Conflict, theology and history make Muslims more religious than others, experts say
A recent global survey suggests that Muslims are more religious than Christians and Hindus.
December 3rd, 2011
10:00 PM ET

Conflict, theology and history make Muslims more religious than others, experts say

By Richard Allen Greene, CNN

(CNN) - Every religion has its true believers and its doubters, its pious and its pragmatists, but new evidence suggests that Muslims tend to be more committed to their faith than other believers.

Muslims are much more likely than Christians and Hindus to say that their own faith is the only true path to paradise, according to a recent global survey, and they are more inclined to say their religion is an important part of their daily lives.

Muslims also have a much greater tendency to say their religion motivates them to do good works, said the survey, released over the summer by Ipsos-Mori, a British research company that polls around the world.

Islam is the world's second-largest religion - behind Christianity and ahead of Hinduism, the third largest. With some 1.5 billion followers and rising, Islam's influence may be growing even faster than its numbers as the Arab Spring topples long-reigning secular rulers and opens the way to religiously inspired political parties.

The case against TLC’s “All-American Muslim”

But while there's no doubt about the importance of Islam, experts have different theories about why Muslims appear to be more religious than members of other global faiths - and contrasting views on whether to fear the depth of Muslims' commitment to their faith.

One explanation lies in current affairs, says Azyumardi Azra, an expert on Islam in Indonesia, the world's most populous Muslim majority country.

Many Muslims increasingly define themselves in contrast with what they see as the Christian West, says Azra, the director of the graduate school at the State Islamic University in Jakarta.

"When they confront the West that they perceive or misperceive as morally in decline, many Muslims feel that Islam is the best way of life. Islam for them is the only salvation," he says.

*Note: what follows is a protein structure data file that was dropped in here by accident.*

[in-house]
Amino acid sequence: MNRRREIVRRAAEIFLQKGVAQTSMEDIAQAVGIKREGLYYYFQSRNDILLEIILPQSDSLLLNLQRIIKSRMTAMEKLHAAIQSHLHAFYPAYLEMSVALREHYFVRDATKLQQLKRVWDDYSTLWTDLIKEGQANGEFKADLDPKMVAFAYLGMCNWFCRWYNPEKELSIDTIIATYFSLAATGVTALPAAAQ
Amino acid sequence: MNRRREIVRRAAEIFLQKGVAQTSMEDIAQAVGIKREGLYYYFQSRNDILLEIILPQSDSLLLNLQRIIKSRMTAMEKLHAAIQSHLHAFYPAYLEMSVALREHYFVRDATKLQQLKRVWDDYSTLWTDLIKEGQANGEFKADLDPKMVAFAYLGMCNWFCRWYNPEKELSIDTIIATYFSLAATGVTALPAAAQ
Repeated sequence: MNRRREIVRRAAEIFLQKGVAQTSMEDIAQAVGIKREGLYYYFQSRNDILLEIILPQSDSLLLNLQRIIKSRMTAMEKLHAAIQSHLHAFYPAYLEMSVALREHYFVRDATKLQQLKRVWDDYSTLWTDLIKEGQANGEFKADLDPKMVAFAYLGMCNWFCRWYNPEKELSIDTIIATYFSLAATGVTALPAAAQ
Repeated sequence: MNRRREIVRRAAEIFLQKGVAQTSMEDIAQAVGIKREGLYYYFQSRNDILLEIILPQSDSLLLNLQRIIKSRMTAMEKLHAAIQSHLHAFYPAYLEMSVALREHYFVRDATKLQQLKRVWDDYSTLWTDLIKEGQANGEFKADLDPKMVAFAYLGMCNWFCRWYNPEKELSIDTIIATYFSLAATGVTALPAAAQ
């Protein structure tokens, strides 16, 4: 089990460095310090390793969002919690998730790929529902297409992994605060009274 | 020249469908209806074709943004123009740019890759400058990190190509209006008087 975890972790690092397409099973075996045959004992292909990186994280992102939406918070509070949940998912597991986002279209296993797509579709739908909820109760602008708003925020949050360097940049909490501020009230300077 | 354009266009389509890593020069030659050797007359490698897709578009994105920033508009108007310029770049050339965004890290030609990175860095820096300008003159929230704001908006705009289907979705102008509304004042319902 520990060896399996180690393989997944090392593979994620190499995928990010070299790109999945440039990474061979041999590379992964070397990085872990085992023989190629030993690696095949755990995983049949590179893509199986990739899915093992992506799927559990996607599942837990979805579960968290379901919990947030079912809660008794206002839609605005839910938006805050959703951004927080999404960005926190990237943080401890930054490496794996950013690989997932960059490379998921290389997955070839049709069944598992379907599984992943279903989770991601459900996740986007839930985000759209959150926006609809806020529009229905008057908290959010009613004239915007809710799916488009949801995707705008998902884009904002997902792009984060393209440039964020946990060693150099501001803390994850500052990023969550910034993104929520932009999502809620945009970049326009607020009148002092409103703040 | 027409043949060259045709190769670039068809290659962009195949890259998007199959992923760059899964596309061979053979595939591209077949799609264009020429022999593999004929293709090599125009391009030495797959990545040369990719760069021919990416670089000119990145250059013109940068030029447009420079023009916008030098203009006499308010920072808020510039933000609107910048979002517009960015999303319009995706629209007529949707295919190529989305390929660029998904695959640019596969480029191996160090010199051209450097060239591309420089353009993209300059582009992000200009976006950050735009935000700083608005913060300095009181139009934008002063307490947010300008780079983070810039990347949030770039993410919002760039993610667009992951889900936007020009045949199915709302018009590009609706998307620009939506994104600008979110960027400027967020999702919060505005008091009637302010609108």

The case for TLC’s “All-American Muslim”

That feeling has become stronger since the September 11 attacks, as many Muslims believe there is a "growing conflict between Islam and the so-called West," he says.

"Unfortunately this growing attachment to Islam among Muslims in general has been used and abused by literal-minded Muslims and the jihadists for their own purposes," he says.

But other experts say that deep religious commitment doesn't necessarily lead to violence.

"Being more religious doesn't necessarily mean that they will become suicide bombers," says Ed Husain, a former radical Islamist who is now a Middle East expert at the Council on Foreign Relations in New York.

In fact, Husain argues that religious upbringing "could be an antidote" to radicalism.

American Muslim women who cover explain their choice

The people most likely to become Islamist radicals, he says, are those who were raised without a religious education and came to Islam later, as "born-agains."

Muslims raised with a grounding in their religion are better able to resist the distortions of Islam peddled by recruiters to radical causes, some experts like Husain argue, making them less likely to turn to violence.

But he agrees that Muslims are strongly attached to their faith, and says the reason lies in the religion itself.

"Muslims have this mindset that we alone possess the final truth," Husain says.

Muslims believe "Jews and Christians went before us and Mohammed was the last prophet," says Husain, whose book "The Islamist" chronicles his experiences with radicals. "Our prophet aimed to nullify the message of the previous prophets."

The depth of the Muslim commitment to Islam is not only a matter of theology and current events, but of education and history, as well, other experts say.

"Where religion is linked into the state institutions, where religion is deeply ingrained from childhood, you are getting this feeling that 'My way is the only way,'" says Fiyaz Mughal, the director of Faith Matters, a conflict-resolution organization in London.

The Ipsos-Mori survey results included two countries with a strong link between religion and the state: Legally Muslim Saudi Arabia, which calls itself the guardian of Islam's two holiest sites, Mecca and Medina; and Indonesia, home of the world's largest Muslim population.

The third majority Muslim country in the study is Turkey, which has a very different relationship with religion. It was founded after World War I as a legally secular country. But despite generations of trying to separate mosque and state, Turkey is now governed by an Islam-inspired party, the AKP.

Turkey's experience shows how difficult it can be to untangle government and religion in Muslim majority countries and helps explain the Muslim commitment to their religion, says Azyumardi Azra, the Indonesia expert.

He notes that there has been no "Enlightenment" in Islam as there was in Europe in the 17th and 18th centuries, weakening the link between church and state in many Christian countries.